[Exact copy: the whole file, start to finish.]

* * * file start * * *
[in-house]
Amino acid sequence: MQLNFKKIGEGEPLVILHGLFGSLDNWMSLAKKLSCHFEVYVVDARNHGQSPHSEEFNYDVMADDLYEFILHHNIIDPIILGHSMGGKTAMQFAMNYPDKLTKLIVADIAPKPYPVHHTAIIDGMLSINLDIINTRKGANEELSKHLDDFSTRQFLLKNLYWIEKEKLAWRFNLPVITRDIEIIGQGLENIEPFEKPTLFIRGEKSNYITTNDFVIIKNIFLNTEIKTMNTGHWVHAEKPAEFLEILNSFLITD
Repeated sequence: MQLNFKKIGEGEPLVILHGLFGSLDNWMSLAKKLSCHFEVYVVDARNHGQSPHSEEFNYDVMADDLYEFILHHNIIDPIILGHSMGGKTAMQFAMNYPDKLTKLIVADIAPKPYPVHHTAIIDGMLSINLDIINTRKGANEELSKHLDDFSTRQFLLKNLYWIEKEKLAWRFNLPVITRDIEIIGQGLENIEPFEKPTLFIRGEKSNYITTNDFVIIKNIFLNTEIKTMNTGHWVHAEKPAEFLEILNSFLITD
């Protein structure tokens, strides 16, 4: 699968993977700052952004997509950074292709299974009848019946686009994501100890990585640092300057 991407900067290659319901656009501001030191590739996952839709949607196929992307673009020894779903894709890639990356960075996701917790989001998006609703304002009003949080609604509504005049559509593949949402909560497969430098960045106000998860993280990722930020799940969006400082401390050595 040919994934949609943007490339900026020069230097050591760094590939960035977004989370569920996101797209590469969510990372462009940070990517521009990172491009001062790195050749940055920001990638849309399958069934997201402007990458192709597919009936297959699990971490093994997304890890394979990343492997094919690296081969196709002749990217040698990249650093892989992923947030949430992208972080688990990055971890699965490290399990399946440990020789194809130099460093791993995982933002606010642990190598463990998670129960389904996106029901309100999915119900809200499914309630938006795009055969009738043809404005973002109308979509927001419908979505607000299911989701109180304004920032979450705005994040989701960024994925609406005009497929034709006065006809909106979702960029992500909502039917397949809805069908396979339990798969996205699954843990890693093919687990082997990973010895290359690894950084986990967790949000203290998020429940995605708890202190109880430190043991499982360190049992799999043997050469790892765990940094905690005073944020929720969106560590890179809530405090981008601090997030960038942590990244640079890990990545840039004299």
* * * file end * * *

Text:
[in-house]
Amino acid sequence: MQLNFKKIGEGEPLVILHGLFGSLDNWMSLAKKLSCHFEVYVVDARNHGQSPHSEEFNYDVMADDLYEFILHHNIIDPIILGHSMGGKTAMQFAMNYPDKLTKLIVADIAPKPYPVHHTAIIDGMLSINLDIINTRKGANEELSKHLDDFSTRQFLLKNLYWIEKEKLAWRFNLPVITRDIEIIGQGLENIEPFEKPTLFIRGEKSNYITTNDFVIIKNIFLNTEIKTMNTGHWVHAEKPAEFLEILNSFLITD
Repeated sequence: MQLNFKKIGEGEPLVILHGLFGSLDNWMSLAKKLSCHFEVYVVDARNHGQSPHSEEFNYDVMADDLYEFILHHNIIDPIILGHSMGGKTAMQFAMNYPDKLTKLIVADIAPKPYPVHHTAIIDGMLSINLDIINTRKGANEELSKHLDDFSTRQFLLKNLYWIEKEKLAWRFNLPVITRDIEIIGQGLENIEPFEKPTLFIRGEKSNYITTNDFVIIKNIFLNTEIKTMNTGHWVHAEKPAEFLEILNSFLITD
């Protein structure tokens, strides 16, 4: 699968993977700052952004997509950074292709299974009848019946686009994501100890990585640092300057 991407900067290659319901656009501001030191590739996952839709949607196929992307673009020894779903894709890639990356960075996701917790989001998006609703304002009003949080609604509504005049559509593949949402909560497969430098960045106000998860993280990722930020799940969006400082401390050595 040919994934949609943007490339900026020069230097050591760094590939960035977004989370569920996101797209590469969510990372462009940070990517521009990172491009001062790195050749940055920001990638849309399958069934997201402007990458192709597919009936297959699990971490093994997304890890394979990343492997094919690296081969196709002749990217040698990249650093892989992923947030949430992208972080688990990055971890699965490290399990399946440990020789194809130099460093791993995982933002606010642990190598463990998670129960389904996106029901309100999915119900809200499914309630938006795009055969009738043809404005973002109308979509927001419908979505607000299911989701109180304004920032979450705005994040989701960024994925609406005009497929034709006065006809909106979702960029992500909502039917397949809805069908396979339990798969996205699954843990890693093919687990082997990973010895290359690894950084986990967790949000203290998020429940995605708890202190109880430190043991499982360190049992799999043997050469790892765990940094905690005073944020929720969106560590890179809530405090981008601090997030960038942590990244640079890990990545840039004299």